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Date: 2001-03-24

US: Cybercrime und SPAM


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Wie jetzt versucht wird, das Netz in den Griff zu kriegen,
darüber sagt dieser Artikel ziemlich viel. Man nehme einen
[einflußreichen] Abgeordneten, der gegen die Interessen der
US-Dienste immer schon die Interessen der IT-Industrie
vertreten hat, nämlich freie Verschlüsselung zum Zweck des
E-Kommerz.

Und schon kommt mit einem politisch korrekten
Gesetzentwurf gegen SPAM eines der Cybercrime Proposals
zum Verbot bestimmter Programme mit ins Spiel.

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Use a Spam, Go to Prison by Declan McCullagh
(declan@wired.com) 2:00 a.m. Mar. 24, 2001 PST

WASHINGTON -- Rep. Bob Goodlatte does not want you to
read this article.

The conservative Virginia Republican, who is co-chairman of
the Congressional Internet Caucus, hopes to punish the
publication or redistribution of columns such as this with a
$15,000 fine and up to one year in federal prison.

Why? Because I've included a short Perl program that could
be used to spam -- and it seems certain to be banned under
a bill that Goodlatte has recently introduced.

Goodlatte's Anti-Spamming Act of 2001 allows the Secret
Service to police software that "is designed or produced
primarily for the purpose of concealing the source or routing
information of bulk unsolicited electronic mail messages."

It's part of a knee-jerk reaction against unsolicited e-mail on
Capitol Hill, and it follows in the footsteps of the Digital
Millennium Copyright Act, which movie studios have used in
an unsuccessful bid to rid the Net of a DVD-descrambling
program.

Goodlatte -- who is chairman of the House Republican High
Technology Working Group -- has spent years lobbying to
make it easier to export encryption products, but also was a
vocal supporter of the DMCA and the Communications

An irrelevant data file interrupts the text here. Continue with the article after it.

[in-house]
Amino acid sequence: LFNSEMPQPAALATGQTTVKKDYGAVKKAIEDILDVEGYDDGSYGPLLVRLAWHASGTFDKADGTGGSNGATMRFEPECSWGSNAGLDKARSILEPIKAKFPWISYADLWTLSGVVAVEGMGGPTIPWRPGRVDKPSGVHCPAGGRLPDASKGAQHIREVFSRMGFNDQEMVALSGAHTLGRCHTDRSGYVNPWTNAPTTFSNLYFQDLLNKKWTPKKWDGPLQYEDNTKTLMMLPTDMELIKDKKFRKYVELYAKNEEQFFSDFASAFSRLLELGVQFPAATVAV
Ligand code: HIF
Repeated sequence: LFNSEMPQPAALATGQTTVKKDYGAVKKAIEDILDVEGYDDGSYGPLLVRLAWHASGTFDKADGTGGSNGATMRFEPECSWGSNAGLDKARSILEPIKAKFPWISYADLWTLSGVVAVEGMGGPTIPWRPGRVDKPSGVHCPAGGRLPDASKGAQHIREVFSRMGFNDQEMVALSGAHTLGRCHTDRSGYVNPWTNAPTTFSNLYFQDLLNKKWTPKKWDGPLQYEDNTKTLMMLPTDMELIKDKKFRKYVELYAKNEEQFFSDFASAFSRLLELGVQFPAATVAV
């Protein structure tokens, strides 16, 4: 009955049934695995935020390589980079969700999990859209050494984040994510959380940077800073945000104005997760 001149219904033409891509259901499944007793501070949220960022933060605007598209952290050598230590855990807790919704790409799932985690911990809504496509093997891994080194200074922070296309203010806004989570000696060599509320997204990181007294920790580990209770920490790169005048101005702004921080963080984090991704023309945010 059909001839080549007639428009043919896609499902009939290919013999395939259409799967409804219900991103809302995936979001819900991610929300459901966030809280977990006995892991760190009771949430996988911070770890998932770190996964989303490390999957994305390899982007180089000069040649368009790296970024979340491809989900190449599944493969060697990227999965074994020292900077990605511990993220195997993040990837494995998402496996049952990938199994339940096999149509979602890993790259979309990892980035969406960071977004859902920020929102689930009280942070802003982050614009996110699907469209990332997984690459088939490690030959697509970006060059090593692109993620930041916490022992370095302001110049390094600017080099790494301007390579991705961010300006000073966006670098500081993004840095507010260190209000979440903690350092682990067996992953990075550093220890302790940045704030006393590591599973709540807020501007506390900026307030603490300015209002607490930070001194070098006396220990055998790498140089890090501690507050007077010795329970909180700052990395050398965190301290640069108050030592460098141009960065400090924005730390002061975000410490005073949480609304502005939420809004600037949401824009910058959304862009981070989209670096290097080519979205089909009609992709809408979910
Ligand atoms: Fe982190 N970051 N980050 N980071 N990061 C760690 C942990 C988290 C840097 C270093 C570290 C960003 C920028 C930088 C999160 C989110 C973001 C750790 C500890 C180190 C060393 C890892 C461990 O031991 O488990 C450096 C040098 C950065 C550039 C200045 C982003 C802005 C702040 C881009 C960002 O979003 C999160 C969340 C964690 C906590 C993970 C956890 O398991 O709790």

Decency Act.

This time around, instead of making it a crime to spam,
Goodlatte has decided to amend existing law to ban
spamware, but since the bill is worded so broadly, it might
imperil other programmers instead. That's not a surprise:
Software is flexible stuff, and it's tricky to ban some
applications without going too far. Other potential problems
include that Goodlatte's bill can't remove spamware hosted
overseas and could run afoul of the First Amendment.

A second section of his anti-spam measure says it's illegal
to distribute software that "has only limited commercially
significant purpose or use other than to conceal such source
or routing information."

That could cover utilities like the Perl script below. It's been
slightly altered, but it was originally written as a legitimate
autoresponder CGI script that worked by forging the From:
line of an e-mail message:

#!/usr/bin/perl open (MAIL,"| /usr/lib/sendmail -t -oi");
print MAIL <<END; To: newsfeedback\@wired.com
From: spammer\@spammer.com Subject: MAKE MONEY
FAST!

$1000 a Week, a FREE Car, and FREE Leads!!! Rule
#1 PUT YOUR FRIENDS ON HOLD... do not sell to people
you know until you are making money... I will give you
more FREE leads than you can CALL... END close
MAIL;

Mehr
http://www.wired.com/news/politics/0,1283,42599,00.html


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edited by Harkank
published on: 2001-03-24
comments to office@quintessenz.at
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